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Black Duck Opens Code Center

Tracking which software licenses are being used as part of an application development lifecycle is an important activity. Developers need to know where code is being used and whether or not it has been approved for use.

Software licensing vendor Black Duck now claims to have both parts of the software licensing issue conundrum in check with its new Code Center application working in concert with Black Duck's protexIP software compliance management platform.

"What we have designed is an enterprise class management system that is designed to enable software developers to maximize the use of code components and also maximize re-use scenarios using either open source or third party code," Black Duck CEO Doug Levin told InternetNews.com.

Black Duck's Code Center includes search, selection and approval workflow capabilities as well as a whole set of tracking mechanisms for software components. Levin noted that code re-use is becoming increasingly more common with enterprises using open source code components as well as third-party Java source code in the form of .jar files.

In addition to identifying what is being used as part of a particular software development project, Code Center also enables users to check to see if a particular piece of code is being used somewhere else.

Levin noted that as code components move throughout the application development lifecycle it's good to be able identify the source of where the code the code came from as well whether or not it has already been approved for use.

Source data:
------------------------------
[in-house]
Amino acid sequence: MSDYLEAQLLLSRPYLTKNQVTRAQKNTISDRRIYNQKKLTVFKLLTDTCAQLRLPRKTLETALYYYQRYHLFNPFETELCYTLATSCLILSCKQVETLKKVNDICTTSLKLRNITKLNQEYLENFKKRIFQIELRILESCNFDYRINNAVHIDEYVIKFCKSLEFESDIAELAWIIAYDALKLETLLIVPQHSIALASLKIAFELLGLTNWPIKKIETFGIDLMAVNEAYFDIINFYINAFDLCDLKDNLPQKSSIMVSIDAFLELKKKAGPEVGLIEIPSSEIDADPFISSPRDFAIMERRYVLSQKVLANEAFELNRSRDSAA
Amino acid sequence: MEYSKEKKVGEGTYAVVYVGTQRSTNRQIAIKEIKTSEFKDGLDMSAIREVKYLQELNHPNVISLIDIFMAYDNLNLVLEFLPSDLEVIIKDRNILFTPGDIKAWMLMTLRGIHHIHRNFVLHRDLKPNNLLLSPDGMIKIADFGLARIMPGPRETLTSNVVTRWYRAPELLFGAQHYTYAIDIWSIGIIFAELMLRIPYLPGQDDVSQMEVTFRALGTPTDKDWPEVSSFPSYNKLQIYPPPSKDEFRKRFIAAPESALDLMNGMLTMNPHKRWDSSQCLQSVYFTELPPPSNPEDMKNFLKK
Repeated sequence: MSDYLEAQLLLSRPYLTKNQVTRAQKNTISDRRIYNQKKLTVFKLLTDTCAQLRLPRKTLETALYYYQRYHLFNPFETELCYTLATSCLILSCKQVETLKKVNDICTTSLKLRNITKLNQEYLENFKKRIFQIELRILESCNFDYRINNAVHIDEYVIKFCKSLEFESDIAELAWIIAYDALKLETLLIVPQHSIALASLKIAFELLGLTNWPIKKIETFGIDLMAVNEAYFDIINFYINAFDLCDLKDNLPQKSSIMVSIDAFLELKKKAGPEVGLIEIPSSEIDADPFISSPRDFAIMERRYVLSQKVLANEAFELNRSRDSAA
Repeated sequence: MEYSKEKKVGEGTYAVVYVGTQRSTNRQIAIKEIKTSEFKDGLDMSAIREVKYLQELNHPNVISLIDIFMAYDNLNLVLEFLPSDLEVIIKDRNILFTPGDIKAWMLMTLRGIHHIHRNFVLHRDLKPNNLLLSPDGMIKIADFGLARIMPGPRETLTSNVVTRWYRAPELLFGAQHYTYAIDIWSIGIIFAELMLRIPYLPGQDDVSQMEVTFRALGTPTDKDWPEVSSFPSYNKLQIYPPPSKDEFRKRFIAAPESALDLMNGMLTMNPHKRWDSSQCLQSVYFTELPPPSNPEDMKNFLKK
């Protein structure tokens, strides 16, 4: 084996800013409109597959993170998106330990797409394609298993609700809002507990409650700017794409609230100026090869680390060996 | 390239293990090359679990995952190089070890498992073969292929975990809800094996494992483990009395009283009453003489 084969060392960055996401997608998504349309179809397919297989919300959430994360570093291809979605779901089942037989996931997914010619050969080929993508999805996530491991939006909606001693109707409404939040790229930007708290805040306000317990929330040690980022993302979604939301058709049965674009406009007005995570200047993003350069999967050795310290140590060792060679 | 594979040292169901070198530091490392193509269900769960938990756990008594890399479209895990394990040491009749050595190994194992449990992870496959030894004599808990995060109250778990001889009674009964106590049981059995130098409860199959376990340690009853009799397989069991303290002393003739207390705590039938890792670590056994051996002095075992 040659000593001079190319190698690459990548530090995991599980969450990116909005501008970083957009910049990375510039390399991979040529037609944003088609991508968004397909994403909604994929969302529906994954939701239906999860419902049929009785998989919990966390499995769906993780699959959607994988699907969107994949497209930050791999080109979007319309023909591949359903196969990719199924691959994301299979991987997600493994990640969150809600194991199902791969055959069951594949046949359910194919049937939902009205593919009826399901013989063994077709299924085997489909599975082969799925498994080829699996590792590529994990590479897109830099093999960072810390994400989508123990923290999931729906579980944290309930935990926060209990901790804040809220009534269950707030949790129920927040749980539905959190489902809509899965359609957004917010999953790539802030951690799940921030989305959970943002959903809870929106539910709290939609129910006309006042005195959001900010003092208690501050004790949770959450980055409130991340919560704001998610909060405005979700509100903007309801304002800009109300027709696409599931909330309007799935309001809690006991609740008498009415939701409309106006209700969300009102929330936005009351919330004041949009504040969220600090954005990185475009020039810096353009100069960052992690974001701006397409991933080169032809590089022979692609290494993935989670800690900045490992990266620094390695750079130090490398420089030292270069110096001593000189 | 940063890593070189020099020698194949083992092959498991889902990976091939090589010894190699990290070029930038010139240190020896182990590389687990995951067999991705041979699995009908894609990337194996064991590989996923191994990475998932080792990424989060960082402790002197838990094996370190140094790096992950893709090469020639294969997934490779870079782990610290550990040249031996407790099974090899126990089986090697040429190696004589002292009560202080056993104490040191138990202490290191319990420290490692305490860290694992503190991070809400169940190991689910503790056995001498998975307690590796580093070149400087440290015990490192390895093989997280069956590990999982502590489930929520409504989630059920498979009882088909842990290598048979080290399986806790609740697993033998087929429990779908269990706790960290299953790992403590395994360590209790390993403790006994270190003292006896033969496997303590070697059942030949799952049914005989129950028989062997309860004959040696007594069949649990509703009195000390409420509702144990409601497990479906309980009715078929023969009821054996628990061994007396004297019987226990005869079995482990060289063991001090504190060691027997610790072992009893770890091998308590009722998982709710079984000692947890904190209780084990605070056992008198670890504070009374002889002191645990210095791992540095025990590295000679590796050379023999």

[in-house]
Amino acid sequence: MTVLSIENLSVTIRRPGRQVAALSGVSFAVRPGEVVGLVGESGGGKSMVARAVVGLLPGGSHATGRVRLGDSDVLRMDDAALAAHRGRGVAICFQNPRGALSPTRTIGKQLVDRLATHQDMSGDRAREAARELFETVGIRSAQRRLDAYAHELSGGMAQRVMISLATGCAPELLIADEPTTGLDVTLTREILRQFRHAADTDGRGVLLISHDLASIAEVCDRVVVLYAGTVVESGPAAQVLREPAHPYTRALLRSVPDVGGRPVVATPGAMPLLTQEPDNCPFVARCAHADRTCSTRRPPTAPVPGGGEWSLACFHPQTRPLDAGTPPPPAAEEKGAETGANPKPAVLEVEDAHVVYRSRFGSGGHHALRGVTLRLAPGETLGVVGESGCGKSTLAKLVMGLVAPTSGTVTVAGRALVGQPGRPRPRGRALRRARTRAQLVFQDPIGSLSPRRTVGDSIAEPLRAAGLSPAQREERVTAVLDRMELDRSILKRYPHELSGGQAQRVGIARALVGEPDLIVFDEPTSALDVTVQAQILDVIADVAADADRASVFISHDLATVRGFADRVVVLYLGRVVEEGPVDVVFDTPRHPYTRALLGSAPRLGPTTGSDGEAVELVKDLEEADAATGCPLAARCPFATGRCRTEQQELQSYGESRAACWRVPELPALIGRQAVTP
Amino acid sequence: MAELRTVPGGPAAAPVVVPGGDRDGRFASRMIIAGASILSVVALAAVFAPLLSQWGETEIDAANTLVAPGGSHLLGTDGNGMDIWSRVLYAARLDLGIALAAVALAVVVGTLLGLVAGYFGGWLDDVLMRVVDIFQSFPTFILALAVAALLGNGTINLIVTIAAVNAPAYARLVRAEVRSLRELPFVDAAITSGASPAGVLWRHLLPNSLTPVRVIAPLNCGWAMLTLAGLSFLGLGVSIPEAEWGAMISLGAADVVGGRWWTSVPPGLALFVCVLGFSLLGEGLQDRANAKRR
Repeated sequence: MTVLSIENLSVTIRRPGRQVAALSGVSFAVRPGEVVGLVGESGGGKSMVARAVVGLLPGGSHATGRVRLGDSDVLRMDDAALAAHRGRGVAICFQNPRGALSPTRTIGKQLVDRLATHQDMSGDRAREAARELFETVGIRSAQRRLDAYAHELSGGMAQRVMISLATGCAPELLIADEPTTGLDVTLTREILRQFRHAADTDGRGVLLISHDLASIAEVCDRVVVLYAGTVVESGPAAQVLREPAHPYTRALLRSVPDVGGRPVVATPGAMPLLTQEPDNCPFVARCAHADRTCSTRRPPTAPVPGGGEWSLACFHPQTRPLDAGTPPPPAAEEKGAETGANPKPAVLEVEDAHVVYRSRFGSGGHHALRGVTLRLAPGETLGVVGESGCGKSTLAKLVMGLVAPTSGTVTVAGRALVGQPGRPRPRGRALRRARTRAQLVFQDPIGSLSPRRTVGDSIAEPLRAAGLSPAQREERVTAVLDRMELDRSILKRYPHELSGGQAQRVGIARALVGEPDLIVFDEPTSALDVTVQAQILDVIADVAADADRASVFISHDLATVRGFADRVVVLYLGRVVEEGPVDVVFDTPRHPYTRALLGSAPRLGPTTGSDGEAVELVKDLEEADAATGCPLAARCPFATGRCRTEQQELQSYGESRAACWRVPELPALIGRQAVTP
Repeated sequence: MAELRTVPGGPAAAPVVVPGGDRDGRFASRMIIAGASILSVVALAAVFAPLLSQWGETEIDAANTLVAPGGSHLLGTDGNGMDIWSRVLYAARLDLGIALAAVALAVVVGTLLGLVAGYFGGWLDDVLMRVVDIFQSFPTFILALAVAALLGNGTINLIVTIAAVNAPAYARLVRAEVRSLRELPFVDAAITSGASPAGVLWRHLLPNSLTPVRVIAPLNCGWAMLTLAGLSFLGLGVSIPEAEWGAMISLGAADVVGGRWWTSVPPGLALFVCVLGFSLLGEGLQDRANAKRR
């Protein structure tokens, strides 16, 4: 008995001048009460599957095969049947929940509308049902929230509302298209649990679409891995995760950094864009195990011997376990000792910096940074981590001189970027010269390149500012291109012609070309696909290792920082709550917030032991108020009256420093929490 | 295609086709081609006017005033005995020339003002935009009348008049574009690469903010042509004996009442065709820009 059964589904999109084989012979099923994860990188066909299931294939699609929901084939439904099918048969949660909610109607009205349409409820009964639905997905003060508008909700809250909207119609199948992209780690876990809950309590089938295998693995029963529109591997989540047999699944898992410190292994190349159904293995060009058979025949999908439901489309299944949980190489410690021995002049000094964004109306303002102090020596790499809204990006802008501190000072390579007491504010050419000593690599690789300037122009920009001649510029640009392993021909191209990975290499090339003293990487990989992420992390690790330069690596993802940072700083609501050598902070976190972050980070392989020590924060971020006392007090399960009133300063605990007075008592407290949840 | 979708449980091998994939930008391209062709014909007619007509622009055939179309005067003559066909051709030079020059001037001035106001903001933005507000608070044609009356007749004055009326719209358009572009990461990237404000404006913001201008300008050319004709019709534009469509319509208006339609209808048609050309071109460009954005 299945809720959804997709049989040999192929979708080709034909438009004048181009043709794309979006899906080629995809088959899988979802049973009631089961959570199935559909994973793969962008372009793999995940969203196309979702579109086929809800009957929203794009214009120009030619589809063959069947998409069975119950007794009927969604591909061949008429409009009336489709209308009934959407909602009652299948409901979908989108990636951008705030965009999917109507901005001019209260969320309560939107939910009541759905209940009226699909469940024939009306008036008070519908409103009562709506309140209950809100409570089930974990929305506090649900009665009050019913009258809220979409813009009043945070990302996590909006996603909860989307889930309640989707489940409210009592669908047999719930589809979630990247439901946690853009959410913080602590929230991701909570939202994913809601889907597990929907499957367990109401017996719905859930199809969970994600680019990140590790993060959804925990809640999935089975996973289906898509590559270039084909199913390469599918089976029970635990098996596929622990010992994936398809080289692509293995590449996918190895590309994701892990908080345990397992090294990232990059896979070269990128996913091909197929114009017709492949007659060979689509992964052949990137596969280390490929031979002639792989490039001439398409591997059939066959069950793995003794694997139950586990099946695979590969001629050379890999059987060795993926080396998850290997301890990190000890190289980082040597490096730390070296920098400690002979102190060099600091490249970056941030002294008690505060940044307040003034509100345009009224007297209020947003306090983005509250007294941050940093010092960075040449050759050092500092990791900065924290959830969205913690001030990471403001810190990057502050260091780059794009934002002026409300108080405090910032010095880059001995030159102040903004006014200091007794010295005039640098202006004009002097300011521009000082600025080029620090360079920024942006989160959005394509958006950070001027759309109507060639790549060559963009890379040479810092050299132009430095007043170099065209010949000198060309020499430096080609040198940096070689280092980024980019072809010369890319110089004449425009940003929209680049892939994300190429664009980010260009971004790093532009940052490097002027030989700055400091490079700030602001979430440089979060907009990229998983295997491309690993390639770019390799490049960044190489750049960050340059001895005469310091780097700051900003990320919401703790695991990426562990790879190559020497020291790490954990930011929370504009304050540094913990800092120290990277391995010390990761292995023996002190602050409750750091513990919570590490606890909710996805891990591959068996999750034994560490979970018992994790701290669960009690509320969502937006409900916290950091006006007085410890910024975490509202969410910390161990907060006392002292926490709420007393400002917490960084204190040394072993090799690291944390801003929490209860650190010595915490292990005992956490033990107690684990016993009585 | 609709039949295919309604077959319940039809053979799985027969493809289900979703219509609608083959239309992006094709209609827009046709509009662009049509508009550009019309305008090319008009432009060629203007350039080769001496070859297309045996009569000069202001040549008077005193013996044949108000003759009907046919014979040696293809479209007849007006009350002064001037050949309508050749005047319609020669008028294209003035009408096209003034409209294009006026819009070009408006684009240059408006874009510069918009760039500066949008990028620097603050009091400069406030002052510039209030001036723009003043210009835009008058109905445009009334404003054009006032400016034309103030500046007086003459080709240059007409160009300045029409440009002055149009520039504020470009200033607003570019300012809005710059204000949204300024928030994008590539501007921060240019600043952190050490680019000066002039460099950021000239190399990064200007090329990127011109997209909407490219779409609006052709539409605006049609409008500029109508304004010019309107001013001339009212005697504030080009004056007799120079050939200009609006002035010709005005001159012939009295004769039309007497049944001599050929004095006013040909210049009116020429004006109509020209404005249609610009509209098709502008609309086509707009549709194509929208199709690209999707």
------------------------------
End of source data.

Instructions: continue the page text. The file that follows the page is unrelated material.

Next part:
While code management is a very competitive market with big vendors like IBM's Rational holding sway, Levin sees Code Center as being a complementary effort.

"IBM is a strategic partner of ours and we'll integrate with the whole range of Rational projects," Levin said. "We don't compete with Rational because the main benefit of Code Center is for dealing with components that are outside of the company and are being licensed in or downloaded. Most rational product deal with software files that are located inside the company and don't have an outside component. So we're very complementary."

In addition to IBM Rational, Code Center also has support for Eclipse and will work with Eclipse based IDEs .

The Black Duck Code Center will be available as a standalone product though Levin noted it makes sense to be used together with Black Duck's current flagship product protexIP. Levin explained that what protexIP does is code analysis to do the final build report for an application identifying all the included licenses and any associated licensing issues.

In Levin's view Code Center makes sense at the beginning of the software development lifecycle as a complement to what protexIP can do at the end. That said, there could be a need for protexIP at the beginning of the process as well helping developers to try and determine what a particular component of open source or third party code actually contains from a licensing perspective.

One of Levin's success criteria for the roll out of Code Center in fact is that a good number of Black Duck's existing protexIP customers adopt Code Center.

There has been increasing emphasis in recent months on managing open source code in order to ensure that it is being used properly. The Software Freedom Law Center bringing legal suits on behalf of developers against a trio of companies including Verizon.

Black Duck's protexIP is among the solutions that may help to keep enterprises away from the courtroom. Just last week HP launched its own effort to help enterprises with open source licensing issues.

"We think there is a whole group of enterprise customers that are that just starting to adopt open source and they are looking to support it," Levin said. "We hope they will start with Code Center and then back into protexIP"